My next read is likely to be Gone to Ground by Rachel Amphlett – the latest instalment in the Detective Kay Hunter series.

gone to ground

While attending a crime scene on the outskirts of Maidstone, DI Kay Hunter makes a shocking discovery.

The victim has been brutally cut to pieces, his identity unknown.

When more body parts start turning up in the Kentish countryside, Kay realises the disturbing truth – a serial killer is at large and must be stopped at all costs.

With no motive for the murders and a killer who has gone undetected until now, Kay and her team of detectives must work fast to calm a terrified local population and a scornful media.

When a third victim is found, her investigation grows even more complicated.

As she begins to expose a dark underbelly to the county town, Kay and her team are pulled into a web of jealousy and intrigue that, if left unchecked, will soon claim another life.


And that’s my week in books! What are you reading this week?  Let me know in the comments! 😎

This Week in Books – 31-10-18

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This Week in Books is a feature hosted by Lipsy at Lipsyy Lost and Found that allows bloggers to share:

  • What they’ve recently finished reading
  • What they are currently reading
  • What they are planning to read next

The last book I finished reading was A Brief History of Everyone Who Ever Lived by Adam Rutherford.  My review will be up tomorrow, but this was a fascinating read.

a brief history of everyone who ever lived

This is a story about you.

It is the history of who you are and how you came to be. It is unique to you, as it is to each of the 100 billion modern humans who have ever drawn breath. But it is also our collective story, because in every one of our genomes we each carry the history of our species – births, deaths, disease, war, famine, migration and a lot of sex.

Since scientists first read the human genome in 2001 it has been subject to all sorts of claims, counterclaims and myths. In fact, as Adam Rutherford explains, our genomes should be read not as instruction manuals, but as epic poems. DNA determines far less than we have been led to believe about us as individuals, but vastly more about us as a species.

In this captivating journey through the expanding landscape of genetics, Adam Rutherford reveals what our genes now tell us about history, and what history tells us about our genes. From Neanderthals to murder, from redheads to race, dead kings to plague, evolution to epigenetics, this is a demystifying and illuminating new portrait of who we are and how we came to be.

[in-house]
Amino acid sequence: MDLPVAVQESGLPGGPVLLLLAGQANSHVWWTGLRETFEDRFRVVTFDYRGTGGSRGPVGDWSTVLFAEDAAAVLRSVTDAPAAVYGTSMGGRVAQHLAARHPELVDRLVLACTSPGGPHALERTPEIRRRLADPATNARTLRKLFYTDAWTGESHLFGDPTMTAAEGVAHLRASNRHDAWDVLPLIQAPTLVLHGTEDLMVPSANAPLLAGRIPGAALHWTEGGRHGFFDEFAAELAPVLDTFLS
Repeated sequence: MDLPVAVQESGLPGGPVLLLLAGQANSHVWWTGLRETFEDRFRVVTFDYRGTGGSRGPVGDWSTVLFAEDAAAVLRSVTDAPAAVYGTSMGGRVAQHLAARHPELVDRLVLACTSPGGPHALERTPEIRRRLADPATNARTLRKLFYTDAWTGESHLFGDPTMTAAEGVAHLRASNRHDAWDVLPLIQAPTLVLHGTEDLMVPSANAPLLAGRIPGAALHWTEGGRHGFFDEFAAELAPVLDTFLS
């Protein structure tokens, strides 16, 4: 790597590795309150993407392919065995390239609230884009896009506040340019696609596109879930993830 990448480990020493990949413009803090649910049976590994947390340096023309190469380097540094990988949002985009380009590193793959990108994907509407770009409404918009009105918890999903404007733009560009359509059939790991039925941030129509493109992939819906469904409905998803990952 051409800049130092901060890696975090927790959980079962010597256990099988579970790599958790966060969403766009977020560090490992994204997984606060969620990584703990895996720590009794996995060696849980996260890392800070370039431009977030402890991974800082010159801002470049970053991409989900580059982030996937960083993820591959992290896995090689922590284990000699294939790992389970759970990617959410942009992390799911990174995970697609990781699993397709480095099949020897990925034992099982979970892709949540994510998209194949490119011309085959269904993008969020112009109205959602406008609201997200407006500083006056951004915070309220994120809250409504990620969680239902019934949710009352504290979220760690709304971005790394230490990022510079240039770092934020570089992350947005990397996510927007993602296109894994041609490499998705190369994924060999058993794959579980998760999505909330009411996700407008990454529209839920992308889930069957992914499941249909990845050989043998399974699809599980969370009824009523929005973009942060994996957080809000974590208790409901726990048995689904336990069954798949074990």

My current read is Sea of Rust by C. Robert Cargill which I’m really enjoying so far.

sea of rust

HUMANKIND IS EXTINCT.

Wiped out in a global uprising by the very machines made to serve them. Now the world is controlled by OWIs – vast mainframes that have assimilated the minds of millions of robots.

But not all robots are willing to cede their individuality, and Brittle is one of the holdouts.

After a near-deadly encounter with another AI, Brittle is forced to seek sanctuary in a city under siege by an OWI. Critically damaged, Brittle must evade capture long enough to find the essential rare parts to make repairs – but as a robot’s CPU gradually deteriorates, all their old memories resurface.

For Brittle, that means one haunting memory in particular . . .


My next read is likely to be Day of the Accident by Nuala Ellwood.  I really enjoyed her debut, My Sister’s Bones, and I’m looking forward to reading this.

day of the accident

Sixty seconds after she wakes from a coma, Maggie’s world is torn apart.

The police tell her that her daughter Elspeth is dead. That she drowned when the car Maggie had been driving plunged into the river. Maggie remembers nothing.

When Maggie begs to see her husband Sean, the police tell her that he has disappeared. He was last seen on the day of her daughter’s funeral.

What really happened that day at the river?

Where is Maggie’s husband?

And why can’t she shake the suspicion that somewhere, somehow, her daughter is still alive?


And that’s my week in books! What are you reading this week?  Let me know in the comments! 😎

This Week in Books – 24-10-18

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This Week in Books is a feature hosted by Lipsy at Lipsyy Lost and Found that allows bloggers to share:

  • What they’ve recently finished reading
  • What they are currently reading
  • What they are planning to read next

The last book I finished reading was The Golden Orphans by Gary Raymond – my review will be up later this week as part of the blog tour.

the golden orphans

Within the dark heart of an abandoned city, on an island once torn by betrayal and war, lies a terrible secret…

Francis Benthem is a successful artist; he’s created a new life on an island in the sun. He works all night, painting the dreams of his mysterious Russian benefactor, Illy Prostakov. He writes letters to old friends and students back in cold, far away London. But now Francis Benthem is found dead. The funeral is planned and his old friend from art school arrives to finish what Benthem had started. The painting of dreams on a faraway island. But you can also paint nightmares and Illy has secrets of his own that are not ready for the light. Of promises made and broken, betrayal and murder…

The Golden Orphans offers a new twist on the literary thriller.


I’m currently reading A Brief History of Everyone Who Ever Lived by Adam Rutherford.  This is a rare foray into non-fiction for me, but it’s a fascinating and accessible read.

a brief history of everyone who ever lived

This is a story about you.